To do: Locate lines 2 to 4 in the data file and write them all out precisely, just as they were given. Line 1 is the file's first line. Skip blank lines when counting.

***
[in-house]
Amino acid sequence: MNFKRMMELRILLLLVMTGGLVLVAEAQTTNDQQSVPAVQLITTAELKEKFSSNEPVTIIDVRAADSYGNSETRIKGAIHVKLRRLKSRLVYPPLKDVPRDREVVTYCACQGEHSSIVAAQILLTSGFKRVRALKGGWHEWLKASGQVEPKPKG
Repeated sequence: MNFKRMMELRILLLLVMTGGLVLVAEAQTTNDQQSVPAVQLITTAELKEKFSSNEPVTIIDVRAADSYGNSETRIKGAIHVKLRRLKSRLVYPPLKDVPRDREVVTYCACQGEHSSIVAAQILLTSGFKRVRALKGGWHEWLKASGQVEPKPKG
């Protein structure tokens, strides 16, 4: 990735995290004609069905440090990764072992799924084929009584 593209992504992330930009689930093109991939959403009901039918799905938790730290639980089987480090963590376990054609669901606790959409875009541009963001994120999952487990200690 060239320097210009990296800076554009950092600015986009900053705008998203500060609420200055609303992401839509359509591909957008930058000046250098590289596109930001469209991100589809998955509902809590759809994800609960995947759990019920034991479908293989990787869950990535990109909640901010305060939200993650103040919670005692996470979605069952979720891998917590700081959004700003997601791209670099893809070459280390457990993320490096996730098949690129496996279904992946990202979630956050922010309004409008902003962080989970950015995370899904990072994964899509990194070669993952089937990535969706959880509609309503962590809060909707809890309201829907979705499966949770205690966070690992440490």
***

Amino acid sequence: MNFKRMMELRILLLLVMTGGLVLVAEAQTTNDQQSVPAVQLITTAELKEKFSSNEPVTIIDVRAADSYGNSETRIKGAIHVKLRRLKSRLVYPPLKDVPRDREVVTYCACQGEHSSIVAAQILLTSGFKRVRALKGGWHEWLKASGQVEPKPKG
Repeated sequence: MNFKRMMELRILLLLVMTGGLVLVAEAQTTNDQQSVPAVQLITTAELKEKFSSNEPVTIIDVRAADSYGNSETRIKGAIHVKLRRLKSRLVYPPLKDVPRDREVVTYCACQGEHSSIVAAQILLTSGFKRVRALKGGWHEWLKASGQVEPKPKG
């Protein structure tokens, strides 16, 4: 990735995290004609069905440090990764072992799924084929009584 593209992504992330930009689930093109991939959403009901039918799905938790730290639980089987480090963590376990054609669901606790959409875009541009963001994120999952487990200690 060239320097210009990296800076554009950092600015986009900053705008998203500060609420200055609303992401839509359509591909957008930058000046250098590289596109930001469209991100589809998955509902809590759809994800609960995947759990019920034991479908293989990787869950990535990109909640901010305060939200993650103040919670005692996470979605069952979720891998917590700081959004700003997601791209670099893809070459280390457990993320490096996730098949690129496996279904992946990202979630956050922010309004409008902003962080989970950015995370899904990072994964899509990194070669993952089937990535969706959880509609309503962590809060909707809890309201829907979705499966949770205690966070690992440490």